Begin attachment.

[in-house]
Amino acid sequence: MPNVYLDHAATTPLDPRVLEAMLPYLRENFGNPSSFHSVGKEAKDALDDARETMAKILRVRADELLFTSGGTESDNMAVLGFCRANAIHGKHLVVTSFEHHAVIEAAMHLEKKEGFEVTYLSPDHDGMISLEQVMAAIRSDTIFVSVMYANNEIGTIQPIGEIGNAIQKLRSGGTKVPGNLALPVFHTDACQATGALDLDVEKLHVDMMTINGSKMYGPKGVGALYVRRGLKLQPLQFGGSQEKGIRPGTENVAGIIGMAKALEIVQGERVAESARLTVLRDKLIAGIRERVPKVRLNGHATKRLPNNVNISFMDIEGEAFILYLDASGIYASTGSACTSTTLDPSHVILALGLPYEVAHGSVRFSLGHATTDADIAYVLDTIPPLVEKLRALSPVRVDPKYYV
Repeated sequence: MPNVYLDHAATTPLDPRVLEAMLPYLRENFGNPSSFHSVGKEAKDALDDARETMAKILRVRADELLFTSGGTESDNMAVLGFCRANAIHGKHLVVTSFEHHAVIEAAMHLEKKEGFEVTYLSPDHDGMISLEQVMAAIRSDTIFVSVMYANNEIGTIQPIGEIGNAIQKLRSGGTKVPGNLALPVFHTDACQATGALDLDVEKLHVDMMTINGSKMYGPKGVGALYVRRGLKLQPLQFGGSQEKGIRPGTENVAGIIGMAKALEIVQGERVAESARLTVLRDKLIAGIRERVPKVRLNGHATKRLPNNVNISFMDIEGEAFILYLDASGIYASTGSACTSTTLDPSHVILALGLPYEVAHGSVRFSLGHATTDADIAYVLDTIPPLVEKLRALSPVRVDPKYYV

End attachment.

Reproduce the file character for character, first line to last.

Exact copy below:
[in-house]
Amino acid sequence: MPNVYLDHAATTPLDPRVLEAMLPYLRENFGNPSSFHSVGKEAKDALDDARETMAKILRVRADELLFTSGGTESDNMAVLGFCRANAIHGKHLVVTSFEHHAVIEAAMHLEKKEGFEVTYLSPDHDGMISLEQVMAAIRSDTIFVSVMYANNEIGTIQPIGEIGNAIQKLRSGGTKVPGNLALPVFHTDACQATGALDLDVEKLHVDMMTINGSKMYGPKGVGALYVRRGLKLQPLQFGGSQEKGIRPGTENVAGIIGMAKALEIVQGERVAESARLTVLRDKLIAGIRERVPKVRLNGHATKRLPNNVNISFMDIEGEAFILYLDASGIYASTGSACTSTTLDPSHVILALGLPYEVAHGSVRFSLGHATTDADIAYVLDTIPPLVEKLRALSPVRVDPKYYV
Repeated sequence: MPNVYLDHAATTPLDPRVLEAMLPYLRENFGNPSSFHSVGKEAKDALDDARETMAKILRVRADELLFTSGGTESDNMAVLGFCRANAIHGKHLVVTSFEHHAVIEAAMHLEKKEGFEVTYLSPDHDGMISLEQVMAAIRSDTIFVSVMYANNEIGTIQPIGEIGNAIQKLRSGGTKVPGNLALPVFHTDACQATGALDLDVEKLHVDMMTINGSKMYGPKGVGALYVRRGLKLQPLQFGGSQEKGIRPGTENVAGIIGMAKALEIVQGERVAESARLTVLRDKLIAGIRERVPKVRLNGHATKRLPNNVNISFMDIEGEAFILYLDASGIYASTGSACTSTTLDPSHVILALGLPYEVAHGSVRFSLGHATTDADIAYVLDTIPPLVEKLRALSPVRVDPKYYV